To establish sustainable access to insulin in Cameroon, it is an imperative that reliance on pharmaceutical aid is revoked in favour of prioritising compulsory licensing and biosimilar usage. Until Novo Nordisk’s monopoly is challenged, patients will remain in uncertainty over access to insulin and essential equipment
By Rebecca Barlow-Noone*
Student, University of Leeds, UK
Novo Nordisk’s ‘Changing Diabetes’ Aid Programme Exacerbates Issues of Insulin Access, and Must End for Compulsory Licensing to be Effective
Aid programmes in lower income countries employed by insulin companies such as Novo Nordisk are driving dependency on donated, branded insulin and supplies, which inhibits sustainable access and blocks biosimilar uptake. Establishing dependence is the primary initiative, subordinating patient health for long-term corporate economic benefit. Whilst Novo Nordisk’s aid programmes have undeniably saved lives, true aid can only be realised through policy changes within states. By prioritising the compulsory licensing of biosimilars under World Trade Organisation guidelines, sustainable access to insulin may be achieved, as opposed to continued dependence on aid programme renewals and pharmaceutical monopoly.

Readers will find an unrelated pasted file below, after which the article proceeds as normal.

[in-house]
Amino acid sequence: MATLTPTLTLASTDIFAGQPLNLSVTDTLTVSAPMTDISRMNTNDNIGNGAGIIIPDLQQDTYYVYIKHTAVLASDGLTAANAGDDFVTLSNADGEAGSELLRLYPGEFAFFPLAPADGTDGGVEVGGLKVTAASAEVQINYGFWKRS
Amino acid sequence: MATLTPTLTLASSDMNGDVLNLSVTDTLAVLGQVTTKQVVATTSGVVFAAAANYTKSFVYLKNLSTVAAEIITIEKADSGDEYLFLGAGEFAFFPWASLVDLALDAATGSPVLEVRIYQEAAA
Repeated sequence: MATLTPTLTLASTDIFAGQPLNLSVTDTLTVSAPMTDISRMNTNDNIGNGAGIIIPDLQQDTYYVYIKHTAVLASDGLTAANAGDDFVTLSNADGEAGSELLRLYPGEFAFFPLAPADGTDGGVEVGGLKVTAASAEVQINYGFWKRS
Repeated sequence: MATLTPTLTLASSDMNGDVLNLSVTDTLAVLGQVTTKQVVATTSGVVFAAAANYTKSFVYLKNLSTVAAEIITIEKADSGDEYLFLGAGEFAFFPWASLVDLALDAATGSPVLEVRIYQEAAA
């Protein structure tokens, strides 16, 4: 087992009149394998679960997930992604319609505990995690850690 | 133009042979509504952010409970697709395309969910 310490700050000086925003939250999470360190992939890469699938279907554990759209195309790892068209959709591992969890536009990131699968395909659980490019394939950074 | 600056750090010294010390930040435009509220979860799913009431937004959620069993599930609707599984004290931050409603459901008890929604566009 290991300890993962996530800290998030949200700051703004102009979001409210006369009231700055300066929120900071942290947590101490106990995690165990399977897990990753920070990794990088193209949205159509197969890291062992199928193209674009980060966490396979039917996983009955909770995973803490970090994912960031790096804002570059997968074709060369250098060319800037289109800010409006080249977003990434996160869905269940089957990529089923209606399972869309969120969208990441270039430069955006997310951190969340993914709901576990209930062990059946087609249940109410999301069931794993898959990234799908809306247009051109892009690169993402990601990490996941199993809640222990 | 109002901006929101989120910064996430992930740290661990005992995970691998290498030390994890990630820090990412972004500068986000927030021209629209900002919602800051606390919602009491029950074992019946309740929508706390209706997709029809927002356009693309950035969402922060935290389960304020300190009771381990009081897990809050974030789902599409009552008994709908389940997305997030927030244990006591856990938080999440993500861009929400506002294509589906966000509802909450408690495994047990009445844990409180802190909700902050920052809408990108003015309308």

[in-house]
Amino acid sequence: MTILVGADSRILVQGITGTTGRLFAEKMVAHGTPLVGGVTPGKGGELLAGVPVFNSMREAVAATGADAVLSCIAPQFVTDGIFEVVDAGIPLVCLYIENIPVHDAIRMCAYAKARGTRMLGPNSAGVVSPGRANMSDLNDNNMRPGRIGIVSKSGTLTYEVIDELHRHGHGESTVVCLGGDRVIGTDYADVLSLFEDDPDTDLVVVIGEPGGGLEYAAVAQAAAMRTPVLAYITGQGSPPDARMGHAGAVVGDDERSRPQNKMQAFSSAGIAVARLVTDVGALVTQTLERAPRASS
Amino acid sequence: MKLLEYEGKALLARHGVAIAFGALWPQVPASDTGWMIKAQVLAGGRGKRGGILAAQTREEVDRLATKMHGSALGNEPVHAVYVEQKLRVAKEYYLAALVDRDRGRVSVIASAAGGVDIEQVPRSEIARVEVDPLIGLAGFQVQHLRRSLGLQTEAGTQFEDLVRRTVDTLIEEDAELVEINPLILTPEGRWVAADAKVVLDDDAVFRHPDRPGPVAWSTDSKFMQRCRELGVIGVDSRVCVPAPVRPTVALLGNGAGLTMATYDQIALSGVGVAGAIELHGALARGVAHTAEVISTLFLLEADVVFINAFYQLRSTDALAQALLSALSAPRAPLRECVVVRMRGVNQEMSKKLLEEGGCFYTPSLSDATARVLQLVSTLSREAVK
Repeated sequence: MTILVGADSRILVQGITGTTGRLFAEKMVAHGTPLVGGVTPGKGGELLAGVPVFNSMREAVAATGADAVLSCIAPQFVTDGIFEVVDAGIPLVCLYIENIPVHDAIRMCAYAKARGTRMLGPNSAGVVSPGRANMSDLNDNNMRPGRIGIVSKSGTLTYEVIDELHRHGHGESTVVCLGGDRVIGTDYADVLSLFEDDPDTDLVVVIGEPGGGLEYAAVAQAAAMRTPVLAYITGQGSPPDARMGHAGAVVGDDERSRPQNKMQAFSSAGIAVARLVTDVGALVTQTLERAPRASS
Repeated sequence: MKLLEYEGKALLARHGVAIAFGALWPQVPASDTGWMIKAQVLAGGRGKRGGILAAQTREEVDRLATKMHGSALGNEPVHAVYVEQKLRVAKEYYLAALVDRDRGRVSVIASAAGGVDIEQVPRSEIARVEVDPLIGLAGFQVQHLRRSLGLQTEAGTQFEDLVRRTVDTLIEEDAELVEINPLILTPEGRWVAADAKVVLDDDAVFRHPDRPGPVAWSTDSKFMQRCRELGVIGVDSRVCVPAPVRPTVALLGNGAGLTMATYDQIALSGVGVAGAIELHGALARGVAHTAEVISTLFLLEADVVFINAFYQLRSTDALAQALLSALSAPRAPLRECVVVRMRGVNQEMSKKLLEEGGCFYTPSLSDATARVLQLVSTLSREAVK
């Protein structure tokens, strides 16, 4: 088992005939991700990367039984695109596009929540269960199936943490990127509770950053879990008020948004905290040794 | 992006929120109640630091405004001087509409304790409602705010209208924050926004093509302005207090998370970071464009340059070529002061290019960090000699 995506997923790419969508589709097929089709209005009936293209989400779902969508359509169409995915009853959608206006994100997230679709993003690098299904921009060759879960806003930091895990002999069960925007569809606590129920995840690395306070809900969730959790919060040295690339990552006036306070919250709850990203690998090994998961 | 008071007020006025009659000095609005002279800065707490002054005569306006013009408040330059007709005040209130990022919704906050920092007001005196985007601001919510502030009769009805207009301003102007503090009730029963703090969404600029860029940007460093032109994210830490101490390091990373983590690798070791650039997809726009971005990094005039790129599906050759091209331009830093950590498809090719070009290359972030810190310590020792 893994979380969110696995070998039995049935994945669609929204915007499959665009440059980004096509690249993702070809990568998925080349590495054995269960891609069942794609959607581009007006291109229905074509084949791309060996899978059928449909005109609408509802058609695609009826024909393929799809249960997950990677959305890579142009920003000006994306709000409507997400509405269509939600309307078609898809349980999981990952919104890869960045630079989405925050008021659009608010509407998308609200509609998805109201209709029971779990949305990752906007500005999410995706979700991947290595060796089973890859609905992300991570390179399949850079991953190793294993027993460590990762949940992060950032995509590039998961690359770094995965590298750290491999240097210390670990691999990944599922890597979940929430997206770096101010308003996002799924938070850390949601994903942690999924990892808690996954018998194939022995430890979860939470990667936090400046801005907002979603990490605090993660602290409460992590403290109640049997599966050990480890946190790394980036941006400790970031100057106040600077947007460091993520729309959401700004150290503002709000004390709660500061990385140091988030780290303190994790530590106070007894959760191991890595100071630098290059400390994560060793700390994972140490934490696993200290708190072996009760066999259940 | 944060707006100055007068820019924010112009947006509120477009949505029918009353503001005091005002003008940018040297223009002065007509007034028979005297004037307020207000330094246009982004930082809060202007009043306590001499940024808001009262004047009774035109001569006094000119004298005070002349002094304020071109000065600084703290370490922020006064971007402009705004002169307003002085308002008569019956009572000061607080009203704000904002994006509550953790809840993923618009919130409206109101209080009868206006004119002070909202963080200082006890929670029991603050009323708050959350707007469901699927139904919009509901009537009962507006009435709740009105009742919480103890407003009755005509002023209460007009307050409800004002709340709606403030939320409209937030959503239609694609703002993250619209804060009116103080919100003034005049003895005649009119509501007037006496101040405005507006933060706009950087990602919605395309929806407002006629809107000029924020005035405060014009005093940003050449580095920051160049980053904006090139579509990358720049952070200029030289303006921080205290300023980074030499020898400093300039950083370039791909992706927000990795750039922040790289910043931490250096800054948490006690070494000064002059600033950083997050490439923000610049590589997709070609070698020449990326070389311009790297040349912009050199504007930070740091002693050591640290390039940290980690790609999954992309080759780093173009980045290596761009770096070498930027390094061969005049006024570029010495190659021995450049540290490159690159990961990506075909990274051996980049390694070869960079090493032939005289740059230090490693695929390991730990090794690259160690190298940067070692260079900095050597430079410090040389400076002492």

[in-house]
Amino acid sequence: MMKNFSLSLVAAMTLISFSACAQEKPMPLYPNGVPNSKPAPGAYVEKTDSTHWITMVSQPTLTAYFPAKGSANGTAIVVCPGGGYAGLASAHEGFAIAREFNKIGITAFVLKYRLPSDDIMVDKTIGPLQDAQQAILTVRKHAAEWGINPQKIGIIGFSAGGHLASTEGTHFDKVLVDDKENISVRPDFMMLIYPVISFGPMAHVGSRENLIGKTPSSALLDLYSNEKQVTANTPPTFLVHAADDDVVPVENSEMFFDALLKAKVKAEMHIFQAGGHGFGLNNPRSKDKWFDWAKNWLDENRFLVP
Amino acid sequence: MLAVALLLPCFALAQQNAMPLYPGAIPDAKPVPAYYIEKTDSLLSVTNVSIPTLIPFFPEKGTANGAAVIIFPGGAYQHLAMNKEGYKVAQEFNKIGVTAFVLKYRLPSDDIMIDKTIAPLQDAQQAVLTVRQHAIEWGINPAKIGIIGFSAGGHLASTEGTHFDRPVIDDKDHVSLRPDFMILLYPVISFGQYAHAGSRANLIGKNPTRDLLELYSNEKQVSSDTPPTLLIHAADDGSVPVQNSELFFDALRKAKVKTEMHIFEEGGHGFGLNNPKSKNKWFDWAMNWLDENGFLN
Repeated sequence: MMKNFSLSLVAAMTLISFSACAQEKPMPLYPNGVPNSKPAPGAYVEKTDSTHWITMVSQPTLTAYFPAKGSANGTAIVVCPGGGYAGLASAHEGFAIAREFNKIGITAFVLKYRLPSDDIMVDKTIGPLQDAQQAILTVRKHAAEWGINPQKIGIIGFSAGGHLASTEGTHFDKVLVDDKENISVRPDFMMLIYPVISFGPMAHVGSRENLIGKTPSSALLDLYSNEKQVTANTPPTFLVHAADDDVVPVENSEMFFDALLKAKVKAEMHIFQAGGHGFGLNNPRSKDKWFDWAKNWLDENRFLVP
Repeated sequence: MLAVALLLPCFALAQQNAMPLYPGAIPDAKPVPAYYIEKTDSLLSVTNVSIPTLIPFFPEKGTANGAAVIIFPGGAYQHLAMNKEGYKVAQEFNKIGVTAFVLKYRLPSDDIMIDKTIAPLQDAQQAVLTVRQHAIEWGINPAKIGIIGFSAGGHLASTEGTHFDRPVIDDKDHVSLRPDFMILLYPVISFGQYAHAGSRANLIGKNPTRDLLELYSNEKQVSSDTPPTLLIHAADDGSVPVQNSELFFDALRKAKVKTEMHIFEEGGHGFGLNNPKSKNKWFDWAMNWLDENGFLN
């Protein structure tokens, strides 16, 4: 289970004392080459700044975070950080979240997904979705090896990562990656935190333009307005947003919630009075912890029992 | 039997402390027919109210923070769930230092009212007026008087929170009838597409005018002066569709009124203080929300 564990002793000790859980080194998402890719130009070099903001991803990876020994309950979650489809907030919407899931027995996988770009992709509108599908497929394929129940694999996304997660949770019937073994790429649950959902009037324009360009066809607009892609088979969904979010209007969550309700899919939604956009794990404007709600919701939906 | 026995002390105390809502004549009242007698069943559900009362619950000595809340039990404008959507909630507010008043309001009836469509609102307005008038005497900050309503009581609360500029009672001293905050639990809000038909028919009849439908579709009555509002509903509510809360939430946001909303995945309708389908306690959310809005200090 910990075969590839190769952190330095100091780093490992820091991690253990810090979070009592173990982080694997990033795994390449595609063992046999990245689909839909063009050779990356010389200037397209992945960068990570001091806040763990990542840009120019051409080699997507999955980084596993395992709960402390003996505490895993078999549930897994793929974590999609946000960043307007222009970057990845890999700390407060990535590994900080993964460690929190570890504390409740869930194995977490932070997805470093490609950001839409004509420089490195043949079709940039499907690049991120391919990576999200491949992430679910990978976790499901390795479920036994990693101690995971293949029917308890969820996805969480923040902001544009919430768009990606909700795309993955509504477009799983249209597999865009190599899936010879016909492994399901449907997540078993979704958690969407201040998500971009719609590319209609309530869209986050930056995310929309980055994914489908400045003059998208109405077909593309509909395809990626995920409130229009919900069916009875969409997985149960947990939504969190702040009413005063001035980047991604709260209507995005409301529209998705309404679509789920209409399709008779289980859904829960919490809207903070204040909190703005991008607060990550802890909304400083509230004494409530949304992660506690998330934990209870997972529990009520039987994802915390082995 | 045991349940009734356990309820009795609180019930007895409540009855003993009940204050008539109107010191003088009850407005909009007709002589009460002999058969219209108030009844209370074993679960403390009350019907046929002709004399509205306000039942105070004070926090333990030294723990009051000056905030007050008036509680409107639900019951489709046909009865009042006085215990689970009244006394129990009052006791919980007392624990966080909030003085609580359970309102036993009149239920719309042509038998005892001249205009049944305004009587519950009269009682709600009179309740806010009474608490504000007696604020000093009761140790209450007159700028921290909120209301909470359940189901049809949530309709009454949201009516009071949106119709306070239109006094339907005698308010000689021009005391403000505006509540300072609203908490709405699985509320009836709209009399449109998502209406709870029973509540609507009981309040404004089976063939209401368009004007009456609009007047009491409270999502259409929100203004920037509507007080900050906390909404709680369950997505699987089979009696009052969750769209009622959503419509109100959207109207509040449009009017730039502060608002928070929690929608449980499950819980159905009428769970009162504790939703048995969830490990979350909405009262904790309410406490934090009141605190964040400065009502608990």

Firstly, dependence on pharmaceutical charity establishes a dubious reliance on the continuation of aid, such as Novo Nordisk’s ‘Changing Diabetes in Children’ programme in Cameroon, where the company acts as the benefactor of healthcare. It is impossible to deny the impact the programme has had; for 7 years, around 695 people under the age of 21 have had access to healthcare, reducing mortality from 80% to 10% (Seidou, 2017). Yet as the 7 year term comes to an end, Novo Nordisk has remained remarkably silent on its future plans; leaving all children who have relied on the free healthcare with the prospect of losing life-saving treatment (Seidou, 2017). The same uncertainty occurred in 2014, after which Novo Nordisk decided to reinstate funding (Novo Nordisk, 2014); yet without a published set of clear aims, diabetes patients are left in a cycle of anxiety, where ‘donated products could stop at any moment, with no sustainability access plan for patients’, according to T1International’s Elizabeth Rowley (2017). Not only is this an unsustainable method of providing care, it is an unnecessary strain upon people already suffering a challenging health condition.